Festivals Australia - Round 15
Closes: 5th of October 2022
Value: Up to $40,000 on average
Run By: Australian Government Department of Infrastructure, Transport, Regional Development and Communications
This program supports participation in, and access to, Australia’s arts and culture through developing and supporting cultural expression.
Festivals Australia enables artists and organisations to shape Australia’s cultural landscape, increase cultural diversity and inspire, educate and entertain communities across Australia.
The Program seeks to celebrate the intrinsic capacity of the arts to engage, inspire and make meaning for all Australians, while supporting the celebration of place and promoting a sense of community identity.
The Festivals Australia objectives are to:
- provide access to a diverse range of high-quality, innovative arts projects that grow audiences at festivals across regional and remote Australia;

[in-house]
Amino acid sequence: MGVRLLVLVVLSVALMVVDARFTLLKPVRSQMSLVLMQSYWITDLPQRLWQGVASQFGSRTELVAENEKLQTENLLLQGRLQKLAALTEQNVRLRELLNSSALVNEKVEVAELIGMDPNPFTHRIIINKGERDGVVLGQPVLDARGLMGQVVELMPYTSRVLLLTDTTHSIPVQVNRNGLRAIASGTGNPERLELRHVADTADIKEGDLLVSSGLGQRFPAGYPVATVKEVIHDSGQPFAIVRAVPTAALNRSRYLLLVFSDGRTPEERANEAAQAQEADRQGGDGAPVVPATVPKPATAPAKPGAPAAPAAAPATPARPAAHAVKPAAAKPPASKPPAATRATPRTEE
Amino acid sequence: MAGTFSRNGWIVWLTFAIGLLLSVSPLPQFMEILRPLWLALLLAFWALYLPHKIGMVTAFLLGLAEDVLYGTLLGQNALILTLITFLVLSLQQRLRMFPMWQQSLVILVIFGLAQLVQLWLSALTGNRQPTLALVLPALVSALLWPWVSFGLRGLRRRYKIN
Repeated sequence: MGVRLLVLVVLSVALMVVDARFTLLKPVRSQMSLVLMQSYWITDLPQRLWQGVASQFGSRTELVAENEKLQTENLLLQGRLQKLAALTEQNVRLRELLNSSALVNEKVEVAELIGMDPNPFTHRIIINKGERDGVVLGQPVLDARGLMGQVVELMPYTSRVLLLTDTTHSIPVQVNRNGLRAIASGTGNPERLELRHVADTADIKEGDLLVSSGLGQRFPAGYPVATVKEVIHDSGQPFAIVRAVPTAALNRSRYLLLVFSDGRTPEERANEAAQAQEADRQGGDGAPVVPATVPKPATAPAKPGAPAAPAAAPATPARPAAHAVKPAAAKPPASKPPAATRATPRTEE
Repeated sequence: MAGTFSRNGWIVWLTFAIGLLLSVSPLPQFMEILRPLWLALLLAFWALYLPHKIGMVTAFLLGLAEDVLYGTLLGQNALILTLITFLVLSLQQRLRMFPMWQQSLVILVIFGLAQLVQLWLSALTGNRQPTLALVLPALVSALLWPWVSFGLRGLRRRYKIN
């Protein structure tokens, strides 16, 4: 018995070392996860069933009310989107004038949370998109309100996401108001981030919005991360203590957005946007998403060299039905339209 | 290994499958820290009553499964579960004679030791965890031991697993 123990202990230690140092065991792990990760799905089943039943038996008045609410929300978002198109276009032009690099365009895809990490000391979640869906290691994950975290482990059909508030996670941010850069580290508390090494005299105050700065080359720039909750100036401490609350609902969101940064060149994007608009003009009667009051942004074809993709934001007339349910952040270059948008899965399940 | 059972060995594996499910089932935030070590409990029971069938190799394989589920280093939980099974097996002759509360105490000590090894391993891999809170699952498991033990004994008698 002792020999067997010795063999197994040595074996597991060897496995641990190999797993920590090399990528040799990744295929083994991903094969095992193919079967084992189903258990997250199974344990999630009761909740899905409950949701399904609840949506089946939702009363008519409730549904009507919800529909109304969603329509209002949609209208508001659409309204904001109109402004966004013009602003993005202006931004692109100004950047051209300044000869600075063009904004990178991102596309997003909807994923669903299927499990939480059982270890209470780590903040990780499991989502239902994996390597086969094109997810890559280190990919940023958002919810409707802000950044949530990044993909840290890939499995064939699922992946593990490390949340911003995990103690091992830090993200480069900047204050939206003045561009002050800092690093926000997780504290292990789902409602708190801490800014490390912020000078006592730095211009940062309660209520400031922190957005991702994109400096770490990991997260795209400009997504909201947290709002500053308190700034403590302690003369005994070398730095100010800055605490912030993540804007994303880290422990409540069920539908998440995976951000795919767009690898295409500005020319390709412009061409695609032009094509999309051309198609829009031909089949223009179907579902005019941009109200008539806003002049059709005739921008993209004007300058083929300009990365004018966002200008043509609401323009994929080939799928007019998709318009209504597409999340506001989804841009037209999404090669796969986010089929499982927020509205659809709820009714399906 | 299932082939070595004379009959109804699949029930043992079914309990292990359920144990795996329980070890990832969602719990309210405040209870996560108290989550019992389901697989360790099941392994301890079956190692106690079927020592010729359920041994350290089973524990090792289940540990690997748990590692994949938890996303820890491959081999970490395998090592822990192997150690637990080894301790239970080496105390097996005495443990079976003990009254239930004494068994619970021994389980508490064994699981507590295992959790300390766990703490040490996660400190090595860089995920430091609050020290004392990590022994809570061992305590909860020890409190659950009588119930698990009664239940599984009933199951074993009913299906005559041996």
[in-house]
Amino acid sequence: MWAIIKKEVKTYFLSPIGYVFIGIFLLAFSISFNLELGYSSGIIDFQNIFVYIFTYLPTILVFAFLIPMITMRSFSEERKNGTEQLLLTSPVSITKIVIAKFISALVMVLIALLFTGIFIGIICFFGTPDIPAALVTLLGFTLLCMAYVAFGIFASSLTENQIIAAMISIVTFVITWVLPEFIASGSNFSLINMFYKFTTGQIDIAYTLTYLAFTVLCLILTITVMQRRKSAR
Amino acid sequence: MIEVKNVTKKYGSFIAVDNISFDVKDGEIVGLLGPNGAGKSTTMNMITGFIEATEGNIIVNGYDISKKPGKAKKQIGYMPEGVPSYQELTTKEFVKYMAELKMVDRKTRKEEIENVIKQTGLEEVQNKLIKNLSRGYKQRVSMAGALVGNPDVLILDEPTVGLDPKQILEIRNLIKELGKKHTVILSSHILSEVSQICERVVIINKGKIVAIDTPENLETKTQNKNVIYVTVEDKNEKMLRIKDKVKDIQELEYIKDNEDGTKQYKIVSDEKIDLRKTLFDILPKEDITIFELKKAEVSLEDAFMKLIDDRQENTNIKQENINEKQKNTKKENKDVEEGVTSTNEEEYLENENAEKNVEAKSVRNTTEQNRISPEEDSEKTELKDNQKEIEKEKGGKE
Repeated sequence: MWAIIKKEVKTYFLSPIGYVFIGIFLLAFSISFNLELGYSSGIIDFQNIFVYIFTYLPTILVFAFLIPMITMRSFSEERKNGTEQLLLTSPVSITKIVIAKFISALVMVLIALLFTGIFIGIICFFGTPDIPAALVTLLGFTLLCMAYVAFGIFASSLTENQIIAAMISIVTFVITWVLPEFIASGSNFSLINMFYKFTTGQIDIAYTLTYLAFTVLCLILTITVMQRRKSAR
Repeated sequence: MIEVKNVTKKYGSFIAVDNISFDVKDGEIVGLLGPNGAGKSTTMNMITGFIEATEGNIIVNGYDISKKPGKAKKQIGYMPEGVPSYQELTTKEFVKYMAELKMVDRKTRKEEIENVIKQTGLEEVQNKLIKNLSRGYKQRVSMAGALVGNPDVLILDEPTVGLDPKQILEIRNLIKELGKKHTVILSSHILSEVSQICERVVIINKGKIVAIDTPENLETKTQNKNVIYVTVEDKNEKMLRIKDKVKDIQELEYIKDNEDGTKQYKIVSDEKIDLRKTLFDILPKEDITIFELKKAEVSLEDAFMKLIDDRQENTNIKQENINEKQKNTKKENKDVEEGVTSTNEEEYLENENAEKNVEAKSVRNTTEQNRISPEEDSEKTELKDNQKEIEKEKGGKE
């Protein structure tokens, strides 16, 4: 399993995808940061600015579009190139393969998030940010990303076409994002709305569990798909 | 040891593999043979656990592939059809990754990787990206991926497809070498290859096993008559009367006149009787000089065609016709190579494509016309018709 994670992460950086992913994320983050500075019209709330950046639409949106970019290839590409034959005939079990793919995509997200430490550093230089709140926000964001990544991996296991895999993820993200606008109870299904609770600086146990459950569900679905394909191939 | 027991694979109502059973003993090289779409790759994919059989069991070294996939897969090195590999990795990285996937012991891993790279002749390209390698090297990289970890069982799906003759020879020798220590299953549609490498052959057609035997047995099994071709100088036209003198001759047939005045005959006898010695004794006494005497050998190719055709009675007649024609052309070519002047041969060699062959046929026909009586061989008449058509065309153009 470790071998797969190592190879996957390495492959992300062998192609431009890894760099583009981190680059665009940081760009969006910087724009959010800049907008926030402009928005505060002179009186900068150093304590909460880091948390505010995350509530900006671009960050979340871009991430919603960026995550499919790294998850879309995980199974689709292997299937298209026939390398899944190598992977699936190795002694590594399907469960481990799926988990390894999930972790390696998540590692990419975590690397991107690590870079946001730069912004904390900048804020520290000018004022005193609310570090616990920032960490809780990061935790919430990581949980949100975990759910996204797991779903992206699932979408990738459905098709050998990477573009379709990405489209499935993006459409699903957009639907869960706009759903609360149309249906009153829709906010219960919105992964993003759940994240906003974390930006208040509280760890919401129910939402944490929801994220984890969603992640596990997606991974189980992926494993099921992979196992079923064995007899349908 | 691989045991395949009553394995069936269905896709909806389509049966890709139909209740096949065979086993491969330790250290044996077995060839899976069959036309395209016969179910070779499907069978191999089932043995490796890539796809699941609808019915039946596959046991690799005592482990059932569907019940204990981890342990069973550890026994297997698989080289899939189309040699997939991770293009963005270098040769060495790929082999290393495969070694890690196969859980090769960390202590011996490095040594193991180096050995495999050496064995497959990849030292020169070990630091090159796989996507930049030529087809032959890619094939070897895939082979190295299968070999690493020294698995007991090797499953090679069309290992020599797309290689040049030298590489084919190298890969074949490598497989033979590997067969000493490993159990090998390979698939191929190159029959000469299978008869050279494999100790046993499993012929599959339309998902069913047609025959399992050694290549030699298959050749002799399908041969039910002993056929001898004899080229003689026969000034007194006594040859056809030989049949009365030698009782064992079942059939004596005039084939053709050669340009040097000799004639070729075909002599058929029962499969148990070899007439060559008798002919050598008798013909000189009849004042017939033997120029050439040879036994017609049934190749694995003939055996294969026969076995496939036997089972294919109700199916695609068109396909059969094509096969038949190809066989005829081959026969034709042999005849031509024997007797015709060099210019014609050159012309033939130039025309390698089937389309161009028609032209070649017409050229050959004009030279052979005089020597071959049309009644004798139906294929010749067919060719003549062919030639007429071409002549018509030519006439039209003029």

- support partnerships and collaboration across the arts sector; and
- encourage community participation in arts projects at regional and remote festivals.
Active Kids Grants
Closes: 7th of October 2022 - 5:00 pm
Value: Sports equipment and uniforms
This grant program aims to improve the physical and mental health of children and young Australians by encouraging and/or increasing sports participation through the provision of equipment or uniforms to eligible community organisations.
Active Kids grants are intended to assist clubs and organisations to support and encourage young Australians, aged 20 or under, to improve their physical and mental health by increasing their participation in sport.
Grants will be awarded in the form of free sports equipment and on-field or training uniforms, to be supplied by ASF partners HART Sport and ISC.